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ALBORAN: A reassessment of the diversity patterns in the transition zone between the Mediterranean and the Atlantic

The Mediterranean Sea is one of the most important hot-spots of marine biodiversity. In the recent Census of Marine Life (, it ranked fourth among 25 marine areas distributed worldwide, with an estimate of 16,848 species described, only behind the richest seas of Australia, Japan and China [1]. But despite being one of the most studied areas in the world, it is also among the ones where most discrepancies exist in geographical and taxonomic coverage. Whilst the northwestern margin is exhaustively studied, the North African Mediterranean coast is among the least explored areas worldwide [2]. This is particularly evident for smaller taxa such as Platyhelminthes, non decapod Crustacea and other minor invertebrate Phyla, where the number of species yet unknown is estimated to vary between 30% up to more than 50% [2]. But can this incomplete knowledge compromise our understanding of the patterns of diversity, and the underlying processes that drive them, in the Mediterranean? Apparently it can, and surprisingly this shows up in one of the most well studied regions of the basin, the Mediterranean-Atlantic transition zone (MATZ). It is generally accepted that the Strait of Gibraltar is no barrier to marine organisms. Instead, the whole Alboran basin (Fig. 1) is a transitional area between the Atlantic and the Mediterranean. Its homogeneous biota, with clear Atlantic affinities, granted it the status of an independent biogeographic unit within the Mediterranean [3]. At intra-specific level, a major genetic break has been identified eastwards, at the Almeria-Oran front (AOF), as shown by many phylogeographic studies of species that span across the area [4]. However, recent evidence shows that, within the MATZ, patterns of diversity and their causes may be more complex than once thought. Not only differences in species diversity between the two margins of the Alboran basin were found [5], but molecular data also suggest that for some organisms those margins have been historically disconnected [6]. Additionally, diversity in North African coasts might be underestimated, as shown by the numerous cryptic species recently discovered [6-8]. The biogeographic affinities of the Alboran island, which lies at the centre of the Alboran Sea, have also been questioned [9,10]. Furthermore, the presence of eastern genetic lineages in the Alboran island (similar to those from Algeria or eastern Spain), but not in the neighbouring margins of the Alboran Sea, challenges the effectiveness of the AOF as a barrier [6,11]. The emergence of these surprising results clearly stems from the effort put on the the study of small invertebrate taxa and, particularly, in the exploration of the North African coasts, two major flaws already pinpointed in recent revisions dealing with the Mediterranean biodiversity [1,2]. Many small invertebrates are brooders with direct developing embryos. Their intrinsic limitations to dispersal make them more prone to retain genetic signs of past events [12]. Even so, data are still fragmentary, and more exhaustive and systematic surveys are needed to fully understand the implications of the aforementioned results. Several questions remain unanswered. How different are the two margins of the Alboran Sea? What are the biogeographic affinities of the Alboran island? How effective is the AOF as a barrier? Are these results related to species’ modes of dispersal or not? The aim of the ALBORAN project is to answer those questions, thus contributing to the understanding of the factors that drive the distribution of diversity in the marine environment. The MATZ is exceptionally suited for this endeavour. It is a well defined area, limited westwards by the Strait of Gibraltar and eastwards by the AOF, with an island in the middle. It is clearly a transition zone between the less diversified biota of the Atlantic and the richer Mediterranean. More importantly, contrary to other marine regions, there is a good knowledge of the prevailing oceanographic patterns in the area [13] and models exist that simulate these currents under different climatic scenarios [14]. To tackle the above mentioned questions, we propose a multi-species phylogeographic approach coupled with particle-dispersion modelling. Phylogeography has proved useful to reveal speciation processes related to adaptive radiations and geological events [8] and may be used as a first step to describe patterns of population history in understudied biotas, particularly in areas with inadequate sampling and taxonomy [15]. Particle-dispersion models can be used to assess levels of contemporary connectivity for passive dispersers and their relation to species’ modes of dispersal. We think that the combination of historical and contemporary data is the key to a more comprehensive understanding of the processes driving species distribution in the MATZ, and will certainly serve as a baseline for studies in other unexplored marine regions.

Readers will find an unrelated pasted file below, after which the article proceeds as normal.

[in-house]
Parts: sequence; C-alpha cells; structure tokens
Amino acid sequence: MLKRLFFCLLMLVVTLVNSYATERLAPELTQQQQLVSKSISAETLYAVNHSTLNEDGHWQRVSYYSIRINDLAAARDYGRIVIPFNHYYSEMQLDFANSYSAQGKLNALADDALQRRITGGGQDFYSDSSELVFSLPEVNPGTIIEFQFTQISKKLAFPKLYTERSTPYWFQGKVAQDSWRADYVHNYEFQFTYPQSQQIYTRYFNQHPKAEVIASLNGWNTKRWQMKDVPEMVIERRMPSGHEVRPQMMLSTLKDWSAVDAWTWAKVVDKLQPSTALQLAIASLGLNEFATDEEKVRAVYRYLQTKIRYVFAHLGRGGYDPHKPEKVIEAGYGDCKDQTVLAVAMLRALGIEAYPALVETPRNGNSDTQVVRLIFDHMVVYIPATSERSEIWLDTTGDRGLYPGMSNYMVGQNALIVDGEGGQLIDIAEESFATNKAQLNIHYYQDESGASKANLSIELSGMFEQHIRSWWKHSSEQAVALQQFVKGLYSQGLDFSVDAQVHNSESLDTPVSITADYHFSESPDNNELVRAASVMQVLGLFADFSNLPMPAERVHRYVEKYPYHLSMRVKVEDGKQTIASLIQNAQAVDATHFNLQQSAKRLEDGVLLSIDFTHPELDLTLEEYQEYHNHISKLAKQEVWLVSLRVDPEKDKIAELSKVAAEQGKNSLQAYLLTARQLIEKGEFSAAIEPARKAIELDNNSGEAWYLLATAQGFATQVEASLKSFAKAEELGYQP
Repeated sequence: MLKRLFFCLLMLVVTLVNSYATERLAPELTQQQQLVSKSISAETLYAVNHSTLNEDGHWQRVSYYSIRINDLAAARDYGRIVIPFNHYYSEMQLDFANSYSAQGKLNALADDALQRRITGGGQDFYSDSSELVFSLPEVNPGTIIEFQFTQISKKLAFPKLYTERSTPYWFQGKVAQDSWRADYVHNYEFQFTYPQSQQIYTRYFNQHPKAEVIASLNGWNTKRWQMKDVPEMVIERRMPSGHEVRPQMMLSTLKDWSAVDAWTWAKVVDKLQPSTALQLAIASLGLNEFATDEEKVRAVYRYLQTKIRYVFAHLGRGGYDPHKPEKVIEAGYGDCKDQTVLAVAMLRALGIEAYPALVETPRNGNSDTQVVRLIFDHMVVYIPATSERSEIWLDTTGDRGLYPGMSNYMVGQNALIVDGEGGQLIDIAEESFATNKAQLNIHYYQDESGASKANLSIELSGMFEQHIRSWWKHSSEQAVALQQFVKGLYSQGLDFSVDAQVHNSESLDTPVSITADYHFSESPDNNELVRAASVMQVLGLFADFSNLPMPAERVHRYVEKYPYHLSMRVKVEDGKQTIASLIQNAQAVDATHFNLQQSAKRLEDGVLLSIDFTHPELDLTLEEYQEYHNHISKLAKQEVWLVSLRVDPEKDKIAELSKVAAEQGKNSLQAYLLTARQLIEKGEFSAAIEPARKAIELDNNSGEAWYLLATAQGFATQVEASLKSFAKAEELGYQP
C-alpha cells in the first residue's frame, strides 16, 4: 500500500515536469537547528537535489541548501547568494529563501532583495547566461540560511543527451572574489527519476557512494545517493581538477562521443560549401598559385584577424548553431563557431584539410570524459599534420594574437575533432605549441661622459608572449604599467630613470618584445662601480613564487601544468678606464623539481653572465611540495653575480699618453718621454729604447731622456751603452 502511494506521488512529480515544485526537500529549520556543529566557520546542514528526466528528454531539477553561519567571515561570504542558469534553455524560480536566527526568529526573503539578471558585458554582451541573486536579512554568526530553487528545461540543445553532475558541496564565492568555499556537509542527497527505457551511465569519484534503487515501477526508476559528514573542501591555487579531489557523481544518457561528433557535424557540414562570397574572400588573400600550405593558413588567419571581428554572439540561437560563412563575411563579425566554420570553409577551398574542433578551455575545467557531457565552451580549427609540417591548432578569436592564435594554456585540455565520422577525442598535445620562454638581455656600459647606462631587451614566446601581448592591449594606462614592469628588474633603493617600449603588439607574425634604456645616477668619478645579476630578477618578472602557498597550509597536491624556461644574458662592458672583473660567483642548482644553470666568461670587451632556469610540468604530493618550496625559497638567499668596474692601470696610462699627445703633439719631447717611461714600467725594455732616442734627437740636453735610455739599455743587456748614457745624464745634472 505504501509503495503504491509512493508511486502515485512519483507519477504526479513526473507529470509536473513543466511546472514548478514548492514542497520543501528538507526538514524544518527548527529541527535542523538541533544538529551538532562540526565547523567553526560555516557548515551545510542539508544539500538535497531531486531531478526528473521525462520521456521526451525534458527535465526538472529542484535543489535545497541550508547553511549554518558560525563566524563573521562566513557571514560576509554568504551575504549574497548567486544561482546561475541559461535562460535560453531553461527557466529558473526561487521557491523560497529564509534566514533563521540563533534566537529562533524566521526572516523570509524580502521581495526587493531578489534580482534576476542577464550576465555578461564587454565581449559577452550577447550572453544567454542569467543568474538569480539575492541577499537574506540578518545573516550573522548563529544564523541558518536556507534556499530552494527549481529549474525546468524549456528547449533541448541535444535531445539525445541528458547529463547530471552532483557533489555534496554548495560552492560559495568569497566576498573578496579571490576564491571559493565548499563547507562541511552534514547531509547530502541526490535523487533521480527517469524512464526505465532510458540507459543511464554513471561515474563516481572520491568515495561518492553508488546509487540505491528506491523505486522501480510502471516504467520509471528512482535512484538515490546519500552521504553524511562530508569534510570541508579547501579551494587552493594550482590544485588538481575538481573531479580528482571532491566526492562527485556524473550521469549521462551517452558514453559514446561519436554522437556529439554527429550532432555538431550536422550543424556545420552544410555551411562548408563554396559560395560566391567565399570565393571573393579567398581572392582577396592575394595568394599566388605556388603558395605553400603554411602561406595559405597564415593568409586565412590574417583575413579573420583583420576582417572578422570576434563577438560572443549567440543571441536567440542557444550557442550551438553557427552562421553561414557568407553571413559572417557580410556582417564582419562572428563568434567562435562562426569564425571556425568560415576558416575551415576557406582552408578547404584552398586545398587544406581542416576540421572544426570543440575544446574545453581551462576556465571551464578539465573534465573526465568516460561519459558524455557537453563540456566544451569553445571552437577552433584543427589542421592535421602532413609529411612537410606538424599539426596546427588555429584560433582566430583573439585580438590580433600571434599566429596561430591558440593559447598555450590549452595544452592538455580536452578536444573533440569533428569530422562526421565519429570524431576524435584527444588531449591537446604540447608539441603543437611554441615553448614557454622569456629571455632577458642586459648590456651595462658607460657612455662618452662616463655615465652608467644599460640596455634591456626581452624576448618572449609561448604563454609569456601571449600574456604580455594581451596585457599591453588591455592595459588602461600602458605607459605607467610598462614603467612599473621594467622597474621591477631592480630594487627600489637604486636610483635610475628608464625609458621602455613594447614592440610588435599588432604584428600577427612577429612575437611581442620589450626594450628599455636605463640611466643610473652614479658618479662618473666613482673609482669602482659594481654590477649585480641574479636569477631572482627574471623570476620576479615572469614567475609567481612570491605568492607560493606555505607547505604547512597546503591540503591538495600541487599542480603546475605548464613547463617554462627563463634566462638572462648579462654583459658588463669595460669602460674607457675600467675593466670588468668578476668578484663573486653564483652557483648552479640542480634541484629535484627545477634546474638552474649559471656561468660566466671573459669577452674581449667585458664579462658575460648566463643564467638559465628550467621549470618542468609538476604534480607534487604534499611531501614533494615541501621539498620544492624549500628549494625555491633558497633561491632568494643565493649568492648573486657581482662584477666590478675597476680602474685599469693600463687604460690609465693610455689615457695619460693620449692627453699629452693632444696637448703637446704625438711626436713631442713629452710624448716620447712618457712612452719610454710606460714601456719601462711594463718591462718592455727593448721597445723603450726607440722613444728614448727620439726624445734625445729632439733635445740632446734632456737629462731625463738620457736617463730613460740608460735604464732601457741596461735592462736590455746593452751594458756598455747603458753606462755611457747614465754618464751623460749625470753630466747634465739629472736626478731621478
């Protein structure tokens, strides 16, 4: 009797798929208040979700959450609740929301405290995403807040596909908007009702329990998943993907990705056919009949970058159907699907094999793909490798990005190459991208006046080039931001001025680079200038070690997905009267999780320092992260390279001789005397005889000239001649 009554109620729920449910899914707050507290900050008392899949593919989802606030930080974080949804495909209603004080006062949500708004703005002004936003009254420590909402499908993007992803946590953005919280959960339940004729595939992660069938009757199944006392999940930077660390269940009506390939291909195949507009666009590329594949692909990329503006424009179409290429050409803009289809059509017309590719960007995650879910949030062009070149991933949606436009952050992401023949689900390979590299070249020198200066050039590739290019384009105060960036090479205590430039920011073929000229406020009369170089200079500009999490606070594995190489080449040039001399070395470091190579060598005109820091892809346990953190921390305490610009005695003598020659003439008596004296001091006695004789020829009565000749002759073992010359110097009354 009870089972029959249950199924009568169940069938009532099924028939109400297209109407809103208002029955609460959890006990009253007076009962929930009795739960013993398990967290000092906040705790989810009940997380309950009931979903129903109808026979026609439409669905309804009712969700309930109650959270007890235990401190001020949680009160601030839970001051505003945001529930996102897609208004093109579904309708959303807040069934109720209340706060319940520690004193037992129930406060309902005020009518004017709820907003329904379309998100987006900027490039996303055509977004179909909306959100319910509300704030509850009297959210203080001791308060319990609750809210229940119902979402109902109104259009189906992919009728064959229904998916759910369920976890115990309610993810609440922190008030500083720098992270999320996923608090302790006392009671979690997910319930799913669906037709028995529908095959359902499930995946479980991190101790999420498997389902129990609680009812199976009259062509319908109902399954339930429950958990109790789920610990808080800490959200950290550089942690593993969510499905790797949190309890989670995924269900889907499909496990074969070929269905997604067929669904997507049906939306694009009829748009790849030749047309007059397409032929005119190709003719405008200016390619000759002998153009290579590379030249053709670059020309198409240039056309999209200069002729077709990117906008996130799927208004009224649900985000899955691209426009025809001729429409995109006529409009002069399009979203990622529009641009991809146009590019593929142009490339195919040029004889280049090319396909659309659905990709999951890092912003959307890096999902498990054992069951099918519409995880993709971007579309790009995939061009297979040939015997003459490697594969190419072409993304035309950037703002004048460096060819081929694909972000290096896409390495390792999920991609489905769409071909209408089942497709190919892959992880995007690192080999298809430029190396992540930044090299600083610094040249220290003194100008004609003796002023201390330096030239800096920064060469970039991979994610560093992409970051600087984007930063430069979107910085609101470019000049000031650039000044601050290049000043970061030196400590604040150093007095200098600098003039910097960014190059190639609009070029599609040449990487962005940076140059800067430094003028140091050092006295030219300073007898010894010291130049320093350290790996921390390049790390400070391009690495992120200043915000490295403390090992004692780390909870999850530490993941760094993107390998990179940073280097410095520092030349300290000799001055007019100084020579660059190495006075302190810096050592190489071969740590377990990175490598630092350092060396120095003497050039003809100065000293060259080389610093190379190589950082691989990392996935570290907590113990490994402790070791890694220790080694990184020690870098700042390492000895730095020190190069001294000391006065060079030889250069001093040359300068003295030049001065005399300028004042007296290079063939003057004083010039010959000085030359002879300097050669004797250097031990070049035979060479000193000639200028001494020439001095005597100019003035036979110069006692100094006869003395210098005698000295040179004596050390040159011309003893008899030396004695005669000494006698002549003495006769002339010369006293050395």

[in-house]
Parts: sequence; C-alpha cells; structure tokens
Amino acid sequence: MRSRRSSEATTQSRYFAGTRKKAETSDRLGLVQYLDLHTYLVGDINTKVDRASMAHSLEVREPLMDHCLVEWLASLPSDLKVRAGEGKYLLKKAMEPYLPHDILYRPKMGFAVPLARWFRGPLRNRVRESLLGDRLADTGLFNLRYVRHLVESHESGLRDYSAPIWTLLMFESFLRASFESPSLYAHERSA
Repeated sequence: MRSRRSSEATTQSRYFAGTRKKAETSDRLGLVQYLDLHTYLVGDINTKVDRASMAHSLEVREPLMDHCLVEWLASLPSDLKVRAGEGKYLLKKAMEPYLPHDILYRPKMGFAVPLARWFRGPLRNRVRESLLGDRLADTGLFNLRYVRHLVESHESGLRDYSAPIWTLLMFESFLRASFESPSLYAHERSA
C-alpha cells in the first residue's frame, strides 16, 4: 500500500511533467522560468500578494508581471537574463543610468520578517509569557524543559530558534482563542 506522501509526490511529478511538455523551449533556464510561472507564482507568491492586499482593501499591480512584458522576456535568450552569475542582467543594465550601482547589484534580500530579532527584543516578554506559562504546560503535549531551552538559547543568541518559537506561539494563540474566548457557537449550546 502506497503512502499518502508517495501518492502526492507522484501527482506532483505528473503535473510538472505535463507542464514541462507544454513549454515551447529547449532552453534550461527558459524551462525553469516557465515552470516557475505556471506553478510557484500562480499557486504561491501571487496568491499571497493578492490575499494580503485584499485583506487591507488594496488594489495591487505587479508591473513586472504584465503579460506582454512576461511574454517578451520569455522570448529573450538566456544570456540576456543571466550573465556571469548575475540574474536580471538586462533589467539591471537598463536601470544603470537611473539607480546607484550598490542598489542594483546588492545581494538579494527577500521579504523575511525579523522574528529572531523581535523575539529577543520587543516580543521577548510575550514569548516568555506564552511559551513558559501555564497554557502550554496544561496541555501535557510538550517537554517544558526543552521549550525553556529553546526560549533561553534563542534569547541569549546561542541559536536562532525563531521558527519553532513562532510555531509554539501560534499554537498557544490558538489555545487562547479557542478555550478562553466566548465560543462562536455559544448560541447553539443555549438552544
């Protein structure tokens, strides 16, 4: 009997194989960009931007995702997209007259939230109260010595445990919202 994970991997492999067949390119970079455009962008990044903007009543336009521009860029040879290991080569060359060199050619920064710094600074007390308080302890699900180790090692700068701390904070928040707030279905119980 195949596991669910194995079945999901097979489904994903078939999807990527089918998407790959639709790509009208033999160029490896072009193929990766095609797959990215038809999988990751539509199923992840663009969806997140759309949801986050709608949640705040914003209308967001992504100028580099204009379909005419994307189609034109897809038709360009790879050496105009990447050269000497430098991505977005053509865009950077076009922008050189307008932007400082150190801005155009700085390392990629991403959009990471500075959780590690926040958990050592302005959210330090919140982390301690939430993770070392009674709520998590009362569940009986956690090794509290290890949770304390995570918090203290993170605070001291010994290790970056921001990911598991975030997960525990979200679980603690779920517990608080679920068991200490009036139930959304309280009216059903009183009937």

Principal Investigator
António Emilio Ferrand de Almeida Múrias dos Santos

António Emilio Ferrand de Almeida Múrias dos Santos

Position: Assistant Professor
Other members
José Manuel, Raul Perianez, Mª del Pilar Cabezas Rodríguez, Zoheir Bouzaza
Proponent Institution
Instituto de Ciências e Tecnologias Agrárias e Agro-Alimentares - Porto (ICETA-Porto/UP)
Funded by
2012 (Duration: 2 years)
FCT (PTDC/MAR/118205/2010)
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